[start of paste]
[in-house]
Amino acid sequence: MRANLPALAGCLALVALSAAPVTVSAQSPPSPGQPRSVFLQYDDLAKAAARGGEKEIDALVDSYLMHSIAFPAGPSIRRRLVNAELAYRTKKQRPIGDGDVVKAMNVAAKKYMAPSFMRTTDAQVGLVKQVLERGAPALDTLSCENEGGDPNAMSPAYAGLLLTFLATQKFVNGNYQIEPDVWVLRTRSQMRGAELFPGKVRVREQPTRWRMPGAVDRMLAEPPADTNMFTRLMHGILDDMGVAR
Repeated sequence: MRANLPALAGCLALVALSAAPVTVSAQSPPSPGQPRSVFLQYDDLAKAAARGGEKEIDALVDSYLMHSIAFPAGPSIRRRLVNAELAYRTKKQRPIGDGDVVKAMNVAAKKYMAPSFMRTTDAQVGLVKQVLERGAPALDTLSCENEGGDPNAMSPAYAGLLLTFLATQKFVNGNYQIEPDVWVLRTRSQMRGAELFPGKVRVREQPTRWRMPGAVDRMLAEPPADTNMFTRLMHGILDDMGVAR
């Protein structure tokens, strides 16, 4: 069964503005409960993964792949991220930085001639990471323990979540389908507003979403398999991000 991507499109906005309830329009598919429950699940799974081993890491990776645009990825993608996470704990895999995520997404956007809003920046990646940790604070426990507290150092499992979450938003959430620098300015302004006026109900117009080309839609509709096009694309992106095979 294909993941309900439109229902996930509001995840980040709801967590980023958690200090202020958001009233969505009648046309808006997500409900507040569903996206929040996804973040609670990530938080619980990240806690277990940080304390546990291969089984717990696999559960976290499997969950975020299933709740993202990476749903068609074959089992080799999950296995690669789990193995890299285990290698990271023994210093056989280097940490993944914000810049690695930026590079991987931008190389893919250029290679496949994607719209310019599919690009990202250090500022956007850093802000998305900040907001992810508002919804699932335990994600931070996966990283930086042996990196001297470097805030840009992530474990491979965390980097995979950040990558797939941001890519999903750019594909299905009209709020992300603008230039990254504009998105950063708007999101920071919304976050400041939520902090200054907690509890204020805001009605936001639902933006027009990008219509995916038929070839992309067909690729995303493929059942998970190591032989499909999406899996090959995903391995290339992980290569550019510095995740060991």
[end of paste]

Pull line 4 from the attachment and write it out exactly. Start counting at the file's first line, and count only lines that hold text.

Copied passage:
């Protein structure tokens, strides 16, 4: 069964503005409960993964792949991220930085001639990471323990979540389908507003979403398999991000 991507499109906005309830329009598919429950699940799974081993890491990776645009990825993608996470704990895999995520997404956007809003920046990646940790604070426990507290150092499992979450938003959430620098300015302004006026109900117009080309839609509709096009694309992106095979 294909993941309900439109229902996930509001995840980040709801967590980023958690200090202020958001009233969505009648046309808006997500409900507040569903996206929040996804973040609670990530938080619980990240806690277990940080304390546990291969089984717990696999559960976290499997969950975020299933709740993202990476749903068609074959089992080799999950296995690669789990193995890299285990290698990271023994210093056989280097940490993944914000810049690695930026590079991987931008190389893919250029290679496949994607719209310019599919690009990202250090500022956007850093802000998305900040907001992810508002919804699932335990994600931070996966990283930086042996990196001297470097805030840009992530474990491979965390980097995979950040990558797939941001890519999903750019594909299905009209709020992300603008230039990254504009998105950063708007999101920071919304976050400041939520902090200054907690509890204020805001009605936001639902933006027009990008219509995916038929070839992309067909690729995303493929059942998970190591032989499909999406899996090959995903391995290339992980290569550019510095995740060991």